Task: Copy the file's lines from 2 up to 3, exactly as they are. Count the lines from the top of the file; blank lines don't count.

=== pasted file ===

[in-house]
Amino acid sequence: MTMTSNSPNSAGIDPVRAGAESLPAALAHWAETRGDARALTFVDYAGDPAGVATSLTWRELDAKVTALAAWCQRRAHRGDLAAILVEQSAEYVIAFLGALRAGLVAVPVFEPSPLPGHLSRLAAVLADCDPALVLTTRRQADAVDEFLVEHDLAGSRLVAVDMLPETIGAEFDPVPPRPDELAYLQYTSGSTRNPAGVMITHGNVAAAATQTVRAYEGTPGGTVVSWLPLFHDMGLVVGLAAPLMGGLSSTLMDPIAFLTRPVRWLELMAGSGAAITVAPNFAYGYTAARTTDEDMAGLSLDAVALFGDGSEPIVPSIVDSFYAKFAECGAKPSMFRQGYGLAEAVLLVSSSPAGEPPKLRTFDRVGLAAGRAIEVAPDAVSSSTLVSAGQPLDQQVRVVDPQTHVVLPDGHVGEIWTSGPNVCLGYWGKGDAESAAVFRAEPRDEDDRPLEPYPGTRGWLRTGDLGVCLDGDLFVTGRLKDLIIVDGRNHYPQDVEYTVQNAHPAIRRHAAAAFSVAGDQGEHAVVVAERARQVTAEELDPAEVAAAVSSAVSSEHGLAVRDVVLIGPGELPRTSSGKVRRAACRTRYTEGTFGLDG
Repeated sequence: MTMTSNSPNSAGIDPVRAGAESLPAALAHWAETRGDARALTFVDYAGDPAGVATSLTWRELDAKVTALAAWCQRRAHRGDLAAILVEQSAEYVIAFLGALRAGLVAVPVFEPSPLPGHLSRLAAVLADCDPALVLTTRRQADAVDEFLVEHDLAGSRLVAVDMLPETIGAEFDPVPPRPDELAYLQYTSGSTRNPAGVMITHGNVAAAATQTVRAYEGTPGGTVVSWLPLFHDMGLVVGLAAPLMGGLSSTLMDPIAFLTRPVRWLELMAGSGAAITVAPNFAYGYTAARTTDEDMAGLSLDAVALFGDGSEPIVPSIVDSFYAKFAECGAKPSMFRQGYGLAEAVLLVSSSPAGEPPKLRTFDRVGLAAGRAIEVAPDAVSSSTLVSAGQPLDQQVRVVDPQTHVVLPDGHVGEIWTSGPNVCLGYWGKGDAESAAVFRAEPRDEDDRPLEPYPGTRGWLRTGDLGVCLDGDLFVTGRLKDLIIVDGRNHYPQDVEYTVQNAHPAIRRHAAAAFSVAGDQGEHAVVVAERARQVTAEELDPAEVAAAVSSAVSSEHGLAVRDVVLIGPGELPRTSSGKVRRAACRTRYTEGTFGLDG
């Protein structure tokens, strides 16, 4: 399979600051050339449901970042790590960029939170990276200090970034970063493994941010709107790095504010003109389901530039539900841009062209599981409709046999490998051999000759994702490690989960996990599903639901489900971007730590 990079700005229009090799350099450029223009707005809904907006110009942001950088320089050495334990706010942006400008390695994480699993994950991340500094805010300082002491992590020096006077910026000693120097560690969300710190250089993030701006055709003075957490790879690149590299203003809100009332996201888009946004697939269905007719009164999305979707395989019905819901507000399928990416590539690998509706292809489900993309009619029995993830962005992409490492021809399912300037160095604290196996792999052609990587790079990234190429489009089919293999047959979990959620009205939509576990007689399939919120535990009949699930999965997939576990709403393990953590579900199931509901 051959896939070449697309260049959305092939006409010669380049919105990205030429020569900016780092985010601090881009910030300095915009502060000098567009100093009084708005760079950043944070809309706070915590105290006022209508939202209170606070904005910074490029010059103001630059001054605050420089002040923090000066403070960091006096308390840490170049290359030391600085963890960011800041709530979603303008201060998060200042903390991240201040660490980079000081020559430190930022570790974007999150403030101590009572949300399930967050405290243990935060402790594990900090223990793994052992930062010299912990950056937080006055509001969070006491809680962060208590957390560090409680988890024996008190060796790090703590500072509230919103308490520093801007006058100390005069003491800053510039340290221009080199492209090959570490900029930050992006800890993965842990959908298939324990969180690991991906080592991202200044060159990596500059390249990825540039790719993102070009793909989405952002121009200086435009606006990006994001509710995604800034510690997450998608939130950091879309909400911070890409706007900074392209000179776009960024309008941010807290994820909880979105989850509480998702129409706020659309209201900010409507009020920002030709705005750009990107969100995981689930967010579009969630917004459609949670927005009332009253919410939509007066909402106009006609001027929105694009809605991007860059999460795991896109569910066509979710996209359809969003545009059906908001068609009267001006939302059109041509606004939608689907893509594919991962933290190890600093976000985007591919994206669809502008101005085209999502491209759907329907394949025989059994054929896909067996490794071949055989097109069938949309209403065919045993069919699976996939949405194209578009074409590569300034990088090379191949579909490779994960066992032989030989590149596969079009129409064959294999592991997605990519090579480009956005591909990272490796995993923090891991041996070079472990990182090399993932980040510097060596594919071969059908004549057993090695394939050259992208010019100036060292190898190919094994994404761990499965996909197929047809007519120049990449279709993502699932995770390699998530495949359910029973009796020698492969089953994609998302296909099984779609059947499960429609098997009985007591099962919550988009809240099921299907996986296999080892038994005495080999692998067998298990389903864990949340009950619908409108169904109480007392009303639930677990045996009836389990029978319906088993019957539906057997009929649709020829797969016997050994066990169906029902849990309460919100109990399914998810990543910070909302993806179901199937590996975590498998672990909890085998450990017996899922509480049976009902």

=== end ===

Amino acid sequence: MTMTSNSPNSAGIDPVRAGAESLPAALAHWAETRGDARALTFVDYAGDPAGVATSLTWRELDAKVTALAAWCQRRAHRGDLAAILVEQSAEYVIAFLGALRAGLVAVPVFEPSPLPGHLSRLAAVLADCDPALVLTTRRQADAVDEFLVEHDLAGSRLVAVDMLPETIGAEFDPVPPRPDELAYLQYTSGSTRNPAGVMITHGNVAAAATQTVRAYEGTPGGTVVSWLPLFHDMGLVVGLAAPLMGGLSSTLMDPIAFLTRPVRWLELMAGSGAAITVAPNFAYGYTAARTTDEDMAGLSLDAVALFGDGSEPIVPSIVDSFYAKFAECGAKPSMFRQGYGLAEAVLLVSSSPAGEPPKLRTFDRVGLAAGRAIEVAPDAVSSSTLVSAGQPLDQQVRVVDPQTHVVLPDGHVGEIWTSGPNVCLGYWGKGDAESAAVFRAEPRDEDDRPLEPYPGTRGWLRTGDLGVCLDGDLFVTGRLKDLIIVDGRNHYPQDVEYTVQNAHPAIRRHAAAAFSVAGDQGEHAVVVAERARQVTAEELDPAEVAAAVSSAVSSEHGLAVRDVVLIGPGELPRTSSGKVRRAACRTRYTEGTFGLDG
Repeated sequence: MTMTSNSPNSAGIDPVRAGAESLPAALAHWAETRGDARALTFVDYAGDPAGVATSLTWRELDAKVTALAAWCQRRAHRGDLAAILVEQSAEYVIAFLGALRAGLVAVPVFEPSPLPGHLSRLAAVLADCDPALVLTTRRQADAVDEFLVEHDLAGSRLVAVDMLPETIGAEFDPVPPRPDELAYLQYTSGSTRNPAGVMITHGNVAAAATQTVRAYEGTPGGTVVSWLPLFHDMGLVVGLAAPLMGGLSSTLMDPIAFLTRPVRWLELMAGSGAAITVAPNFAYGYTAARTTDEDMAGLSLDAVALFGDGSEPIVPSIVDSFYAKFAECGAKPSMFRQGYGLAEAVLLVSSSPAGEPPKLRTFDRVGLAAGRAIEVAPDAVSSSTLVSAGQPLDQQVRVVDPQTHVVLPDGHVGEIWTSGPNVCLGYWGKGDAESAAVFRAEPRDEDDRPLEPYPGTRGWLRTGDLGVCLDGDLFVTGRLKDLIIVDGRNHYPQDVEYTVQNAHPAIRRHAAAAFSVAGDQGEHAVVVAERARQVTAEELDPAEVAAAVSSAVSSEHGLAVRDVVLIGPGELPRTSSGKVRRAACRTRYTEGTFGLDG